In the 3rd millennium BC the people dug more caves below the first level. Today this is the middle level of rooms. However, the archaeologists can only guess why this happened. Maybe the caves were not only used for burials by then, but also for ceremonies. In that case, the participants might have needed more space. In addition, a geographical separation from the tombs might be welcome.
Spirals and echoes
Many chambers of the middle level have smoothed walls and some feature beautiful decorations of red ochre spiral designs. One room contains a small niche opening at about shoulder height. To their surprise, the researchers found that it reinforces human voices if you speak into it! So, this may have been an acoustic feature that priests or community leaders used in some rituals.
Among the finds in the middle level there were also some small sculptures. Mostly they were carved stone animals and the characteristic fat-lady figurines that we had particularly liked in the museum. Also at the middle level we see a round man-made cave in a design that imitates Megalithic architecture! It looks just like the Megalithic temples we have visited in Malta: An entrance gate, pillars and a tiered roof. The prehistoric people did all this without any modern tools only by using stone wedges and hammers.
Storage or dump?
Not far from this round hall a staircase leads down into the lower level of caves of the Hal Saflieni Hypogeum. This part of the cave system is off-limits for the visitors, however. The lower level was possibly a storage for grain. But also, some of the bones from earlier burials were dumped there, perhaps in order to make space for newer bodies.
What happened to the builders of Hal Saflieni?
Carving these caves out of the sheer rock only with basic tools must have been immensely time and labour intensive. Moreover it must have been an ongoing project for several generations. And yet almost nothing is known about the early inhabitants of Malta who achieved these feats. When around 2500 BC new bronze-age settlers arrived, they found awesome megalithic structures. But the people who built them had already disappeared. Even now, we have no clue why they left or what happened to them.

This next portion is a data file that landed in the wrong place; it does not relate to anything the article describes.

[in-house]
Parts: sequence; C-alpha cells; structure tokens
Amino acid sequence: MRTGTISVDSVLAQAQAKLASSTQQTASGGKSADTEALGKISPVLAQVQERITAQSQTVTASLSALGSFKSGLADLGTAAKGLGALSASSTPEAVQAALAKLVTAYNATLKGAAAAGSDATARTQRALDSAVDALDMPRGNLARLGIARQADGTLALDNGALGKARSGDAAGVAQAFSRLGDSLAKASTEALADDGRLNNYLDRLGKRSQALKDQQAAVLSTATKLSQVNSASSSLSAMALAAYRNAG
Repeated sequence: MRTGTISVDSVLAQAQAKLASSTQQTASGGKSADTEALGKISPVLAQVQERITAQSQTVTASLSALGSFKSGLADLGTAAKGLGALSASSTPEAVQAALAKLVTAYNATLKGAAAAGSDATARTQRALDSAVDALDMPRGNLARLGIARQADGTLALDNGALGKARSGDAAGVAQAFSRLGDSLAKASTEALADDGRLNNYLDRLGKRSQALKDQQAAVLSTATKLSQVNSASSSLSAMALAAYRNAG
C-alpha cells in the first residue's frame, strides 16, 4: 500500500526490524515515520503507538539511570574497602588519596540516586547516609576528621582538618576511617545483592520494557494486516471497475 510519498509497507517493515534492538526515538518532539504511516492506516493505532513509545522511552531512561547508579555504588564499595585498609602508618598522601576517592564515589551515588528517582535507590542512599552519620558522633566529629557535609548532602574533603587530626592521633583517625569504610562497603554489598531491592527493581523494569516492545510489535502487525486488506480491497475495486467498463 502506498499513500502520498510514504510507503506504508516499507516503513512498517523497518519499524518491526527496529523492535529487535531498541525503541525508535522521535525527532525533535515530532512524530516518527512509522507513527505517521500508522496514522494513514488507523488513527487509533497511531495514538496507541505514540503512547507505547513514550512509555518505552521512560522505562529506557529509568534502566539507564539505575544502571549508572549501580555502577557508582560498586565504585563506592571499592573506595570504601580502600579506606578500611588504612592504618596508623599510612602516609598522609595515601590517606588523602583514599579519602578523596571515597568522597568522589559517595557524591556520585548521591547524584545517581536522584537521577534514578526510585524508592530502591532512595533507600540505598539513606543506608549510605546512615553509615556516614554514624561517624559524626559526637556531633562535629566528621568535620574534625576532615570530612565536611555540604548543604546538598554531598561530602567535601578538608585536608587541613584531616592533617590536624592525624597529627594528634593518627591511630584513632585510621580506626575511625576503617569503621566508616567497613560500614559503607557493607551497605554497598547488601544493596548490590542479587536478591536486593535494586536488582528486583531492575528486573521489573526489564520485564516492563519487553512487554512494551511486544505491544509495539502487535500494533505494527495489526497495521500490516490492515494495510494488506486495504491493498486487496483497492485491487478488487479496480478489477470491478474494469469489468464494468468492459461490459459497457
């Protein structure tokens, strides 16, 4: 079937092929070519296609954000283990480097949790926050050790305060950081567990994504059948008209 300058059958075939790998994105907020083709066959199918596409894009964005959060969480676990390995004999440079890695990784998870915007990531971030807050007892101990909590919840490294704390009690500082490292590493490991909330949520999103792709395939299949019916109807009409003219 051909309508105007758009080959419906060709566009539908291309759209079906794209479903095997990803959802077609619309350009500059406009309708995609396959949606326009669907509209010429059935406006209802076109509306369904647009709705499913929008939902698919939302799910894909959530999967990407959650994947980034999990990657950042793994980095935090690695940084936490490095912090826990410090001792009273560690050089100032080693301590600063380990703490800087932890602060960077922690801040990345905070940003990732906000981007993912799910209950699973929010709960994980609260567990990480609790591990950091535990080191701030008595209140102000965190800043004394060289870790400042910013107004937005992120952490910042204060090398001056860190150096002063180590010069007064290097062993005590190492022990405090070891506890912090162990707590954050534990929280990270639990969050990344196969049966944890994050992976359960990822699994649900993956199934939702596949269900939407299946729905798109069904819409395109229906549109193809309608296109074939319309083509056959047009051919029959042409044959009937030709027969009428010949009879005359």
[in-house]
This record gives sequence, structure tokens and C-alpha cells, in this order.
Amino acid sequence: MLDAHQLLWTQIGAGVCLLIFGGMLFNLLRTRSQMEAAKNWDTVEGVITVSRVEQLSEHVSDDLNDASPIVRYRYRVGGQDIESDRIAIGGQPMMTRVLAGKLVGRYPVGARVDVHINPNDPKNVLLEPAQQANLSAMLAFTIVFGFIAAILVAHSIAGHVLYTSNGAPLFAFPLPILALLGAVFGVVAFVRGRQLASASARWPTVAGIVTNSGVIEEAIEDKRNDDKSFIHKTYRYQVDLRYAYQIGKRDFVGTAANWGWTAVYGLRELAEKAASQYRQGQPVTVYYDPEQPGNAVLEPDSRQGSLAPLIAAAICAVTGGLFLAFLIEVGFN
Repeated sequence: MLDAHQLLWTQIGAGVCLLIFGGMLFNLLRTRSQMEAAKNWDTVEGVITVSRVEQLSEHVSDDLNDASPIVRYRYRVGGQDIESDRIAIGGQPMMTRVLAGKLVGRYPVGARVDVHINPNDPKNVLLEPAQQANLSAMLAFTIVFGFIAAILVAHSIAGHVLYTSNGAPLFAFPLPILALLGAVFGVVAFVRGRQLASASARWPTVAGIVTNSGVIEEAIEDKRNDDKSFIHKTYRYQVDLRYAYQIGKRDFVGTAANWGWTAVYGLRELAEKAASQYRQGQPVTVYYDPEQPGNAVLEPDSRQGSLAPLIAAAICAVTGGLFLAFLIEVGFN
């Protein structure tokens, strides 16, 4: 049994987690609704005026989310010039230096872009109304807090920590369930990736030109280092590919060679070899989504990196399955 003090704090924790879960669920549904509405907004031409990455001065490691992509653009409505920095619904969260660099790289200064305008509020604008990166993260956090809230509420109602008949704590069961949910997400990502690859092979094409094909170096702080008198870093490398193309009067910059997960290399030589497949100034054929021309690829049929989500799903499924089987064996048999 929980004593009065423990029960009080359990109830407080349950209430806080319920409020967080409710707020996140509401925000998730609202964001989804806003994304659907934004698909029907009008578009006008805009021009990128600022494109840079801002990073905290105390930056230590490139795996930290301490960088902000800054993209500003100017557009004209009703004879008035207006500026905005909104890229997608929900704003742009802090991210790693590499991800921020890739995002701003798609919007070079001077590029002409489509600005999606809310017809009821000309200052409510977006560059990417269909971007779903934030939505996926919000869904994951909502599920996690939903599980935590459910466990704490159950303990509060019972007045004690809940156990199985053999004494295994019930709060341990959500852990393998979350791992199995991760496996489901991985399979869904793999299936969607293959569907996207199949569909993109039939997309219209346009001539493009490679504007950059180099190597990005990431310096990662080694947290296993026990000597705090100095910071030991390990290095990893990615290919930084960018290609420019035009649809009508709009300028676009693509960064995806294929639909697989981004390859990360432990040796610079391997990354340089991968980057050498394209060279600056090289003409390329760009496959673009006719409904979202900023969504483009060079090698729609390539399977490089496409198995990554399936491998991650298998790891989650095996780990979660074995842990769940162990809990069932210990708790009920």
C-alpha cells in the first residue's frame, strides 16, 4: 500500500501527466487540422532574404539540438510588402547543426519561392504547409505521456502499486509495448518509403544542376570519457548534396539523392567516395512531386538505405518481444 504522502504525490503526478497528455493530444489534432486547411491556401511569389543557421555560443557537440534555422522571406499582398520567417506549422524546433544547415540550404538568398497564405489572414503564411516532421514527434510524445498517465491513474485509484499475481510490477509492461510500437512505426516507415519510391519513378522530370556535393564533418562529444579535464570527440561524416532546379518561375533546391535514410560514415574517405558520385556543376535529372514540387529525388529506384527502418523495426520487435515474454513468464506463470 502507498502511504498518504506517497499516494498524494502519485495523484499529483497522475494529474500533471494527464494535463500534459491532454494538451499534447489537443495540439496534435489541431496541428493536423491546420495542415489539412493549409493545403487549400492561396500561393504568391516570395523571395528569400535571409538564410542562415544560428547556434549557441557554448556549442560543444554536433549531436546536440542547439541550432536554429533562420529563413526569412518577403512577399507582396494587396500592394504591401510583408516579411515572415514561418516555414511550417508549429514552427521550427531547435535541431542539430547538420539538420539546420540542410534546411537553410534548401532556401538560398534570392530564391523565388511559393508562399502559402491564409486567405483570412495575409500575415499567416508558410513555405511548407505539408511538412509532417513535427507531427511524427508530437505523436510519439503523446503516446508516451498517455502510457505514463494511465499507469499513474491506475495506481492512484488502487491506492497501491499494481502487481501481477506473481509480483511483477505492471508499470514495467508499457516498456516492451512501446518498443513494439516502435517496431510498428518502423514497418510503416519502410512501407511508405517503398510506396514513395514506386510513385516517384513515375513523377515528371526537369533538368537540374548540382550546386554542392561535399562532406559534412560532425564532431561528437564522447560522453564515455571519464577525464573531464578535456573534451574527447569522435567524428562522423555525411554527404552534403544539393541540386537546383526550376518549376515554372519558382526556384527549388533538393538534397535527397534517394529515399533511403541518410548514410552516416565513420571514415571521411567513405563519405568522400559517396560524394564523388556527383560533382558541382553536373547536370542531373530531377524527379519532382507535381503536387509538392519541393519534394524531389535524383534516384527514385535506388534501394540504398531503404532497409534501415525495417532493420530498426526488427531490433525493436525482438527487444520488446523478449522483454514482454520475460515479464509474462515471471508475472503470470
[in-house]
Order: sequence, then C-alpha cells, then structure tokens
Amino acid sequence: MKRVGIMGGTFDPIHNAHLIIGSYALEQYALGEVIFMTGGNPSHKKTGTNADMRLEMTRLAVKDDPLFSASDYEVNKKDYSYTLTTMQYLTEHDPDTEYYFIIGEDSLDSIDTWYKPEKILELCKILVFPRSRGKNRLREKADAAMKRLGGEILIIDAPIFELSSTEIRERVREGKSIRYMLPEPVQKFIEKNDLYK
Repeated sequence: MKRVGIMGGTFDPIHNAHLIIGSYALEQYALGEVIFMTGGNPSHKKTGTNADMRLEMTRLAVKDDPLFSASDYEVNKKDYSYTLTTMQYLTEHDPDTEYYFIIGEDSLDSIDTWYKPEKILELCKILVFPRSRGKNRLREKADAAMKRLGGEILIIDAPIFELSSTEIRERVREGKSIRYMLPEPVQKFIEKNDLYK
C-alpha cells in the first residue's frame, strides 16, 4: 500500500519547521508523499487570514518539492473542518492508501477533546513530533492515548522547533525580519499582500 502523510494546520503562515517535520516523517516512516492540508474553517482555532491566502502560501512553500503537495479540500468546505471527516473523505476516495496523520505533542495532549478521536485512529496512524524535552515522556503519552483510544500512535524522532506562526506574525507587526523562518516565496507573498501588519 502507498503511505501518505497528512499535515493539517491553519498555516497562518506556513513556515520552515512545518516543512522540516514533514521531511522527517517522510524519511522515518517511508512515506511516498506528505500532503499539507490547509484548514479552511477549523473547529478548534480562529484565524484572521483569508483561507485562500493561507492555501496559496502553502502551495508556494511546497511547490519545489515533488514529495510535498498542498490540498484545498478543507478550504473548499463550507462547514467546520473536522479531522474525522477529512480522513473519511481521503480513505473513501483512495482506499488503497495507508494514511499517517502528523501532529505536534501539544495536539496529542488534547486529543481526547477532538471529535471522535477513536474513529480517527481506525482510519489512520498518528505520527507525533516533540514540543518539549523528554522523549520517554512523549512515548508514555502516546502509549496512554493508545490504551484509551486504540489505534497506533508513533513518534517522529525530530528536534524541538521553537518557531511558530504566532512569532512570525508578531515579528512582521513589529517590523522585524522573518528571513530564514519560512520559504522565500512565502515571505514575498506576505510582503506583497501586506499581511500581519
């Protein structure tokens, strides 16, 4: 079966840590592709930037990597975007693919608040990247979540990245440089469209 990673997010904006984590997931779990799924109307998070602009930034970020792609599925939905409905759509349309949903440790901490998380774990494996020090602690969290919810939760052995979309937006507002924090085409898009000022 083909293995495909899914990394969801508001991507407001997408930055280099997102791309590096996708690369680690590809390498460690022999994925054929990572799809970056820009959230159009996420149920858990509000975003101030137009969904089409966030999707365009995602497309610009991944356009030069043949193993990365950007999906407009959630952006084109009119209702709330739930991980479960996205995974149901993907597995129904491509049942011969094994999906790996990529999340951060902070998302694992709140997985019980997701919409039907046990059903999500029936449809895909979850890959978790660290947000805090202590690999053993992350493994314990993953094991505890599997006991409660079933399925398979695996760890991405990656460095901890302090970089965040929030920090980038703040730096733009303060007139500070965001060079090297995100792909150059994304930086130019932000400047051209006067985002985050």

Is a visit to the Hal Saflieni Hypogeum a must in Malta?
Despite the early reservation, the high entrance fee of 35 Euro and the no-picture policy we really enjoyed the visit. In fact, it was one of the highlights of our trip to Malta and a precious experience. It is very rare to have the chance to visit such old man-made structures in person, after all. One can only wonder how and why our ancestors did it. If you have a strong interest in (early) history, you will definitely enjoy a visit.
For additional insights we recommend a visit to the Archaeological Museum in Valletta, where you can see some of the objects found in the caves as well as some of the bones.
How to get to the Hal Saflieni Hypogeum in Malta
A public bus runs from the capital Valletta to the small town of Paola. Even by bus it is a short ride of around 20 minutes. From the bus stop it is a ten-minute walk to the UNESCO site of Hal Saflieni.
Remember to make an online booking for Hal Saflieni as early as possible.
The official site is: https://heritagemalta.org/hal-saflieni-hypogeum
NB: We paid for all expenses by ourselves and did not receive any sponsoring for this post.